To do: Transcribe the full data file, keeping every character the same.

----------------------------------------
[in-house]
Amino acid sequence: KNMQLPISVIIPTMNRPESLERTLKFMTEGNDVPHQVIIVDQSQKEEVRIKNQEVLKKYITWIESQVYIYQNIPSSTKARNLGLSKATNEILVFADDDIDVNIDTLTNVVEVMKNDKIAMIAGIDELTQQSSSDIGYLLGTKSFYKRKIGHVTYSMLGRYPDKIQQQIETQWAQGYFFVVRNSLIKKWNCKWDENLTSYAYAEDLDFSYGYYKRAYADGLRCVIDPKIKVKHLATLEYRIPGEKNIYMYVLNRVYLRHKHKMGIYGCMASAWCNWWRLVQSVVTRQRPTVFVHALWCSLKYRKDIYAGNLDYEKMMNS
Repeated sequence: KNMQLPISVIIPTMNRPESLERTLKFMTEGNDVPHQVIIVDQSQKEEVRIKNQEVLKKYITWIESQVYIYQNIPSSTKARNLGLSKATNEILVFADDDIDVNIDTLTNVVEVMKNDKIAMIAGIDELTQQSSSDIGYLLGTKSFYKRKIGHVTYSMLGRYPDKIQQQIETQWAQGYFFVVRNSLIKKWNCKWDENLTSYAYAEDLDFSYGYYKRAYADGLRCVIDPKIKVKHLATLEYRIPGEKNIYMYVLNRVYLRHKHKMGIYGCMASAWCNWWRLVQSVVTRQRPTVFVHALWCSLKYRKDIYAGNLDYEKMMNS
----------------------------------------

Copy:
[in-house]
Amino acid sequence: KNMQLPISVIIPTMNRPESLERTLKFMTEGNDVPHQVIIVDQSQKEEVRIKNQEVLKKYITWIESQVYIYQNIPSSTKARNLGLSKATNEILVFADDDIDVNIDTLTNVVEVMKNDKIAMIAGIDELTQQSSSDIGYLLGTKSFYKRKIGHVTYSMLGRYPDKIQQQIETQWAQGYFFVVRNSLIKKWNCKWDENLTSYAYAEDLDFSYGYYKRAYADGLRCVIDPKIKVKHLATLEYRIPGEKNIYMYVLNRVYLRHKHKMGIYGCMASAWCNWWRLVQSVVTRQRPTVFVHALWCSLKYRKDIYAGNLDYEKMMNS
Repeated sequence: KNMQLPISVIIPTMNRPESLERTLKFMTEGNDVPHQVIIVDQSQKEEVRIKNQEVLKKYITWIESQVYIYQNIPSSTKARNLGLSKATNEILVFADDDIDVNIDTLTNVVEVMKNDKIAMIAGIDELTQQSSSDIGYLLGTKSFYKRKIGHVTYSMLGRYPDKIQQQIETQWAQGYFFVVRNSLIKKWNCKWDENLTSYAYAEDLDFSYGYYKRAYADGLRCVIDPKIKVKHLATLEYRIPGEKNIYMYVLNRVYLRHKHKMGIYGCMASAWCNWWRLVQSVVTRQRPTVFVHALWCSLKYRKDIYAGNLDYEKMMNS